“Replicas” Distributed by Entertainment Studios Motion Pictures, 107 Minutes, Rated PG-13, Released January 11, 2018:
Ohhhhhhhhhhhhh, what a tangled web we weave...
A neuroscientist is working on a project involving the harvesting of human consciousness from recently deceased bodies and into alternative host vehicles--basically brain transplants into robots. But the doc can’t seem to work the ol’ bugs out of the procedure.
When his wife and kids are killed in a tragic auto accident, the scientist finds new inspiration for his research. He harvests his late family’s intellects onto big flash drives, transports them to his secret basement laboratory, and then not only resurrects his loved ones but also uses a soupy artificial means to clone their original bodies as hosts for their recovered psyches. He’s able to formulate the necessary technology and accomplish all of the above in seventeen days flat, but soon finds that his family's rebirth is only the beginning of his problems...
This is one movie that literally has to be seen to be believed. Destined to achieve immortality as a cult classic, “Replicas” is either the most ridiculous movie of the new millennium or a masterpiece of camp, depending on your threshold for absurdity. An over-the-top blend of science fiction and horror, the movie seems to play along the periphery of self-parody but somehow never quite manages to step over the line into flat out hilarity. The result is an unlikely combination of the 1962 midnight movie staple “The Brain That Wouldn’t Die” and 1985’s “Re-Animator,” with a heaping dose of “RoboCop” thrown in.
Keanu Reeves has always been an honest performer. Whether in the surprisingly enduring romantic sports comedy “The Replacements,” the popular “Matrix” trilogy, or the megahit action adventure classic “Speed,” the actor invariably displays a sort of urgent and earnest truthfulness that’s enormously attractive to movie audiences, particularly his legions of fans. Even as the vacant stoner in the “Bill and Ted” comedies, Reeves seemed to passionately pursue his own imbecilic cluelessness
In some weird way, this same sense of urgency works for the effectiveness of “Replicas.” In a role that cries out for a tortured and obsessed demeanor, Reeves instead conjures a sort of overwhelmed sincerity, making almost logical his character’s ability to steal every car battery in his upper-class neighborhood over the course of one single night--about sixty or so, it looks like--when he can’t find a place that sells generators at three AM. But the actor’s patented earnestness is almost enough to redefine at least temporarily our image of a cinematic mad scientist. Maybe "Replicas" was meant to be a comedy, but nobody told Keanu.
Playing the Igor to Reeves’ Dr. Frankenstein is the Canadian actor Thomas Middleditch, employing the same loopy, good-natured manner he uses in his ubiquitous TV appearances as the pitchman for Verizon Wireless. As an expert in human cloning, Middleditch possesses a pretzel logic that allows him to give issues of ethics and morality nary a thought, but fret that he and Reeves will get in trouble at work for swiping several million dollars’ worth of cutting edge medical equipment that looks like it came from 1957’s “The Curse of Frankenstein.” And they do get in trouble, but not for the reasons you’d expect.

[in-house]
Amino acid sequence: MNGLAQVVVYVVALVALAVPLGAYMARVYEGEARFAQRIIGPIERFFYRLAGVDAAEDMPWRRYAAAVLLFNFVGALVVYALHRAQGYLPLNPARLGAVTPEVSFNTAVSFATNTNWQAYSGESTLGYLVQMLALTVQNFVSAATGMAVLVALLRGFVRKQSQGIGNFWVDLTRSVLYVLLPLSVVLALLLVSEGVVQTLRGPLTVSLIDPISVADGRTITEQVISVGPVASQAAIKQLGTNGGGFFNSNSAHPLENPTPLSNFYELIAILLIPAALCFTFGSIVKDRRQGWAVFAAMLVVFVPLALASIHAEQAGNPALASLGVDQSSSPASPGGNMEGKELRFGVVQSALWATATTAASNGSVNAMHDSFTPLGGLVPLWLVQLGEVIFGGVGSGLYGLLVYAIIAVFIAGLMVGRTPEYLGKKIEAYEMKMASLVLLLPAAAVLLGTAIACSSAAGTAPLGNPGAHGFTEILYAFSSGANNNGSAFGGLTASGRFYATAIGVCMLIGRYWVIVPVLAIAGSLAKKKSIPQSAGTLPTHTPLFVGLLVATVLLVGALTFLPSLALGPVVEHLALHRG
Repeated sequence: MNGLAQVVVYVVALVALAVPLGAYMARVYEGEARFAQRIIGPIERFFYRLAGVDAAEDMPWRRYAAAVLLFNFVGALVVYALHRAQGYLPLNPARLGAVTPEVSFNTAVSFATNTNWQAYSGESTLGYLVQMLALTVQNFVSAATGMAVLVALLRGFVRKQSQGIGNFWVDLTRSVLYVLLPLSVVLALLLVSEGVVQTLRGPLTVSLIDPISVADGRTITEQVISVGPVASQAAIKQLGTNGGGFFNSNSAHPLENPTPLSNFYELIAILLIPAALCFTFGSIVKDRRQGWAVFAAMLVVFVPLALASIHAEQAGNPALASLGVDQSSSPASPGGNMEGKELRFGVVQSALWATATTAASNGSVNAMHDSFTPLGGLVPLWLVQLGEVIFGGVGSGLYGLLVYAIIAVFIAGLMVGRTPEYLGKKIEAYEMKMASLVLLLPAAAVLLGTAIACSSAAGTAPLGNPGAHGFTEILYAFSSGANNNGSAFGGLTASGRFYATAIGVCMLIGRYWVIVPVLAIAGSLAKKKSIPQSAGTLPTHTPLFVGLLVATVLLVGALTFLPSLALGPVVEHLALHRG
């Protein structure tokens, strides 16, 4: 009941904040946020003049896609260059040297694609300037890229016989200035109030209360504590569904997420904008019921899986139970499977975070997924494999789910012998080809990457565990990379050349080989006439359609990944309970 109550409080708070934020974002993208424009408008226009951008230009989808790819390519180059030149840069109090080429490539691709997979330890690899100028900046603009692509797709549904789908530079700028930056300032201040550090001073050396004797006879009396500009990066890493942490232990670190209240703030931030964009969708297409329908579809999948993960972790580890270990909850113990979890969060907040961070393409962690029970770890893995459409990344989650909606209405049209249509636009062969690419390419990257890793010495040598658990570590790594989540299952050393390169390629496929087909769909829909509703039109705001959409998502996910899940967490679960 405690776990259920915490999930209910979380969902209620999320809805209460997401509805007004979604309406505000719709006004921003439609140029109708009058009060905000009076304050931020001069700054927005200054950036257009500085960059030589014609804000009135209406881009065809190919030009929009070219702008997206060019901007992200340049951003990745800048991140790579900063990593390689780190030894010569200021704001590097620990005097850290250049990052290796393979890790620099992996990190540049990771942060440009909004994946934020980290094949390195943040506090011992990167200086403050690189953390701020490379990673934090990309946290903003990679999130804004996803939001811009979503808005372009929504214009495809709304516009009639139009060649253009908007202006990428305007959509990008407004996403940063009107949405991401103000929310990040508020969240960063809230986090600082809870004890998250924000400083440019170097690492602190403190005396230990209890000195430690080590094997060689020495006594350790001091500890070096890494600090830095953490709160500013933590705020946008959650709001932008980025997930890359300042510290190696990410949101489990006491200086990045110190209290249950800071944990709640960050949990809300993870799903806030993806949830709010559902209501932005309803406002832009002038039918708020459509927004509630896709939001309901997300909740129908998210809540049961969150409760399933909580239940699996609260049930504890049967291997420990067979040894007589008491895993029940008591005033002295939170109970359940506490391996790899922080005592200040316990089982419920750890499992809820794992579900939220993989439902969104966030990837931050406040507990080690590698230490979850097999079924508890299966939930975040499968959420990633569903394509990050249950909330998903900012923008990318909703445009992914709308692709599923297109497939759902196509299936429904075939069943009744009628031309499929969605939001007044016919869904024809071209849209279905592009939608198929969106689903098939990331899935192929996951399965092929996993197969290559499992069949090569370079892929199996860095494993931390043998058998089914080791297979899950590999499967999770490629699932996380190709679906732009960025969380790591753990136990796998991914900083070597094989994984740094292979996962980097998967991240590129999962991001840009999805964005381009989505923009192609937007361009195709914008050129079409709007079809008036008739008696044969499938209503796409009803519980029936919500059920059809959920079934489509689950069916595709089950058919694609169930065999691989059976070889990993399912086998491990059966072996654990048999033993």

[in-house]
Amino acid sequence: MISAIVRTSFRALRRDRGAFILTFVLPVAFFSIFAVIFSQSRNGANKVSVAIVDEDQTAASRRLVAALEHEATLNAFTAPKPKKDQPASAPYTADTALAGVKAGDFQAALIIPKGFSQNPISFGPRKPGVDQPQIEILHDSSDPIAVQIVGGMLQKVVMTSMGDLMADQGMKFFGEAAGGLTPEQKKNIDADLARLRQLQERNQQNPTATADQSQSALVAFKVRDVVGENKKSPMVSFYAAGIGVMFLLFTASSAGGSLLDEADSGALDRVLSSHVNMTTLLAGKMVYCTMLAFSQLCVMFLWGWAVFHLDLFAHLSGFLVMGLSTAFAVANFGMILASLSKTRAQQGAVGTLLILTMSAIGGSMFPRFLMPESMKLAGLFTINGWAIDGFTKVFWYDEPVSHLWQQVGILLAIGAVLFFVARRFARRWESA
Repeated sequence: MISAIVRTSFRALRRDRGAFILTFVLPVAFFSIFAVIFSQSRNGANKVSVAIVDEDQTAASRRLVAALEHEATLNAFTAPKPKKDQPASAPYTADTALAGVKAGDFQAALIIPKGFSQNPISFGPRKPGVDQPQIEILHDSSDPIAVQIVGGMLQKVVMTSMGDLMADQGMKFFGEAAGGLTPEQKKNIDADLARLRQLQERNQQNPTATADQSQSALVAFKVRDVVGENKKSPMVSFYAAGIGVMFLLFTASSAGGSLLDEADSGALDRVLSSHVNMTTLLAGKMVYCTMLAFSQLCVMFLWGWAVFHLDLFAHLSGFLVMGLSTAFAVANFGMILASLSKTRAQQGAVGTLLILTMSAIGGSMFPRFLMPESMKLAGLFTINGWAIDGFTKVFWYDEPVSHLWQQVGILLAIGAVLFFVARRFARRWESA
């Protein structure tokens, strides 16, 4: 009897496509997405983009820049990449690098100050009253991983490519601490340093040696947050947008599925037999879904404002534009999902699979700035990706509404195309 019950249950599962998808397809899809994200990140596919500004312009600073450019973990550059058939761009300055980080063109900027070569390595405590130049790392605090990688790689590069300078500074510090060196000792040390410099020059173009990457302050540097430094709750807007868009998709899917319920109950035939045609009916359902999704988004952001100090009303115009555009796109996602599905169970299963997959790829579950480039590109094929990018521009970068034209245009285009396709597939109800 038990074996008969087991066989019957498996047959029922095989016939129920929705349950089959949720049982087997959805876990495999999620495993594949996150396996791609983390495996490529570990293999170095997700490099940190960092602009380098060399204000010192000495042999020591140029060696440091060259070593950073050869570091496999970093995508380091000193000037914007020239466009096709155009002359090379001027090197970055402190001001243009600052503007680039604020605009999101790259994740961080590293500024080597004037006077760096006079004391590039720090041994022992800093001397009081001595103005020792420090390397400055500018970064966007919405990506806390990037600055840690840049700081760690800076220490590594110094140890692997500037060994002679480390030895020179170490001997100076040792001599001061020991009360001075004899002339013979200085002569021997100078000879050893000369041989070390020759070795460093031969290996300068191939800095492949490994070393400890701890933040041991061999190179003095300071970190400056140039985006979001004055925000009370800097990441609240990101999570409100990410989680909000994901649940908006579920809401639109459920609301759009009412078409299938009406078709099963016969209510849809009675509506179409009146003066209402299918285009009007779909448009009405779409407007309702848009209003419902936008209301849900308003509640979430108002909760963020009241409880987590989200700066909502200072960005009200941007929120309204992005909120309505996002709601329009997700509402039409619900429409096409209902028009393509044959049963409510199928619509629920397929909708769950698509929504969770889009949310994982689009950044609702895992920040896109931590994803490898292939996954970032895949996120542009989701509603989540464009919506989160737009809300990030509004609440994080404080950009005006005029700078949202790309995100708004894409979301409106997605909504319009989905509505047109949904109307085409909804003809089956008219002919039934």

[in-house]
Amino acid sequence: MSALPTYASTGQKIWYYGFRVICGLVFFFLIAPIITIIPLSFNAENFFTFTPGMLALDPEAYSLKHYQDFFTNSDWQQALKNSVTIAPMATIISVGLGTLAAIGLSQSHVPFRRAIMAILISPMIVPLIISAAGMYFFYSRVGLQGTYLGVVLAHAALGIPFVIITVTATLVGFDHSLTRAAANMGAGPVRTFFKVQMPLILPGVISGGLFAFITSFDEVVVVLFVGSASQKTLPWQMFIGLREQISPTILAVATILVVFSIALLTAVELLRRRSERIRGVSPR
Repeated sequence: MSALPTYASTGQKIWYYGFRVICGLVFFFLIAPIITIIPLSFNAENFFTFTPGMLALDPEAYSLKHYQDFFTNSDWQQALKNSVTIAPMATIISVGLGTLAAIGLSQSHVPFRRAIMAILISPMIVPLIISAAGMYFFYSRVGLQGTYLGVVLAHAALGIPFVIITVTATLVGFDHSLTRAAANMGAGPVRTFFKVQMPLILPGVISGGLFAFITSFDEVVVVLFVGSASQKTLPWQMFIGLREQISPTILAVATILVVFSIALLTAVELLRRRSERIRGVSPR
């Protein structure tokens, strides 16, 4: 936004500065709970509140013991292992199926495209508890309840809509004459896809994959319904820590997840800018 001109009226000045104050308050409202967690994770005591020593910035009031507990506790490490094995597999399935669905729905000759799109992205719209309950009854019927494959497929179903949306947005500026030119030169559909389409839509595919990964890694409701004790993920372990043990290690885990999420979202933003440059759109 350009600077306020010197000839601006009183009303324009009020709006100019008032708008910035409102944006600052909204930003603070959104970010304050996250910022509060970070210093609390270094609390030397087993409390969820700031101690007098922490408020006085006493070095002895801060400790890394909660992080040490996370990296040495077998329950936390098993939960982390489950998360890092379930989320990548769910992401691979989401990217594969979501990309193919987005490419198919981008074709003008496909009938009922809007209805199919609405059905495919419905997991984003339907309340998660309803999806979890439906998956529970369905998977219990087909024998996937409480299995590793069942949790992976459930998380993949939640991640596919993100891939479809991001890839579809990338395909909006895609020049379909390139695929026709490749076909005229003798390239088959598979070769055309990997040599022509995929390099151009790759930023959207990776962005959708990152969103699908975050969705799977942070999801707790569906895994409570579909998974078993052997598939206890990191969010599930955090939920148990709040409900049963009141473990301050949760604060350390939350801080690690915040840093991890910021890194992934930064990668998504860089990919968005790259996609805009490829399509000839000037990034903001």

Written by newcomers Chad St. John and Stephen Hamel and directed by “The Day After Tomorrow” filmmaker Jeffrey Nachmanoff, “Replicas” throws rational thought to the wind and, intentionally or not, infuses the film with enough plot holes, narrative silliness, continuity issues, and leaps of reason to delight connoisseurs of bad movies. Still, it’s never tedious or boring, it’s almost impossible to dislike, and you just can’t say it’s not entertaining.
Distributed by Entertainment Studios Motion Pictures, the independent film studio founded in 1993 by comic Byron Allen to “take the studio crumbs and make a gourmet meal,” “Replicas” is being marketed relentlessly over the television airwaves, with television commercials sometimes appearing twice or more during the same station breaks.
Entertainment Studios was hoping to earn a modest $7 million from the picture during its opening weekend in 2329 theaters across North America. In the end, including only $200,00 from Thursday night sneak previews, ”Replicas” grossed only $2.5 million during its first weekend in release, one of the worst all-time debuts among movies premiering in 2000-plus venues.
Unsurprisingly, “Replicas” is being blasted by the critics, earning an approval rating of just 9% from Rotten Tomatoes against an average score of 17% from Metacritic, both indicating “overwhelming dislike.” The entertainment newspaper Variety specifically notes the picture’s “cavernous plot holes, risible dialogue, and ludicrously illogical behavior.” Exit audiences polled by CinemaScore award “Replicas” a grade of C.
Also starring Alice Eve from 2013’s “Star Trek Into Darkness” and the always reliable John Ortiz, “Replicas’ is rated PG-13 for thematic material, violence, disturbing images, brief nudity, and sexual references. Warning: There’s a horrifyingly realistic automobile crash about twenty minutes into the picture, so be prepared to cover the eyes of the youngsters.